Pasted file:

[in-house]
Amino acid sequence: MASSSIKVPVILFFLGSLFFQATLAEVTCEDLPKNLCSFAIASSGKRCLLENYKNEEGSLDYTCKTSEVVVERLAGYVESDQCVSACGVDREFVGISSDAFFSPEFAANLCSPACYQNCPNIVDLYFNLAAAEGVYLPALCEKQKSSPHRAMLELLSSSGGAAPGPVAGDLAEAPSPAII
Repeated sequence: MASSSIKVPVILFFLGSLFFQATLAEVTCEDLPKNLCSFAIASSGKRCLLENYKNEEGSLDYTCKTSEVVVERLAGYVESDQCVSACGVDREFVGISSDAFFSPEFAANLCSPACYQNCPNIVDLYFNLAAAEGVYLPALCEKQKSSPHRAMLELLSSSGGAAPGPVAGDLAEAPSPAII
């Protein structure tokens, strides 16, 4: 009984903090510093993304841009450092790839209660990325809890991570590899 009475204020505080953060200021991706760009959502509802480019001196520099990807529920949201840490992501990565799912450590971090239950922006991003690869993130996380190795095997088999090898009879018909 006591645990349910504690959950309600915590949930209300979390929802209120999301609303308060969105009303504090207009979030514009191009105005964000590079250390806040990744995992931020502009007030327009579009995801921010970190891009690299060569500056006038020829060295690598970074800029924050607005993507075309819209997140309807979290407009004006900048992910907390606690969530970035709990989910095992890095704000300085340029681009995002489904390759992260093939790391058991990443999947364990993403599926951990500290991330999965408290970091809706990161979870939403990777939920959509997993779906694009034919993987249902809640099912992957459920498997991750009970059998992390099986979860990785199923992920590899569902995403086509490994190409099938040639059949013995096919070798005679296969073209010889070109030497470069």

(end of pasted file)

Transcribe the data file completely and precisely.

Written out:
[in-house]
Amino acid sequence: MASSSIKVPVILFFLGSLFFQATLAEVTCEDLPKNLCSFAIASSGKRCLLENYKNEEGSLDYTCKTSEVVVERLAGYVESDQCVSACGVDREFVGISSDAFFSPEFAANLCSPACYQNCPNIVDLYFNLAAAEGVYLPALCEKQKSSPHRAMLELLSSSGGAAPGPVAGDLAEAPSPAII
Repeated sequence: MASSSIKVPVILFFLGSLFFQATLAEVTCEDLPKNLCSFAIASSGKRCLLENYKNEEGSLDYTCKTSEVVVERLAGYVESDQCVSACGVDREFVGISSDAFFSPEFAANLCSPACYQNCPNIVDLYFNLAAAEGVYLPALCEKQKSSPHRAMLELLSSSGGAAPGPVAGDLAEAPSPAII
């Protein structure tokens, strides 16, 4: 009984903090510093993304841009450092790839209660990325809890991570590899 009475204020505080953060200021991706760009959502509802480019001196520099990807529920949201840490992501990565799912450590971090239950922006991003690869993130996380190795095997088999090898009879018909 006591645990349910504690959950309600915590949930209300979390929802209120999301609303308060969105009303504090207009979030514009191009105005964000590079250390806040990744995992931020502009007030327009579009995801921010970190891009690299060569500056006038020829060295690598970074800029924050607005993507075309819209997140309807979290407009004006900048992910907390606690969530970035709990989910095992890095704000300085340029681009995002489904390759992260093939790391058991990443999947364990993403599926951990500290991330999965408290970091809706990161979870939403990777939920959509997993779906694009034919993987249902809640099912992957459920498997991750009970059998992390099986979860990785199923992920590899569902995403086509490994190409099938040639059949013995096919070798005679296969073209010889070109030497470069």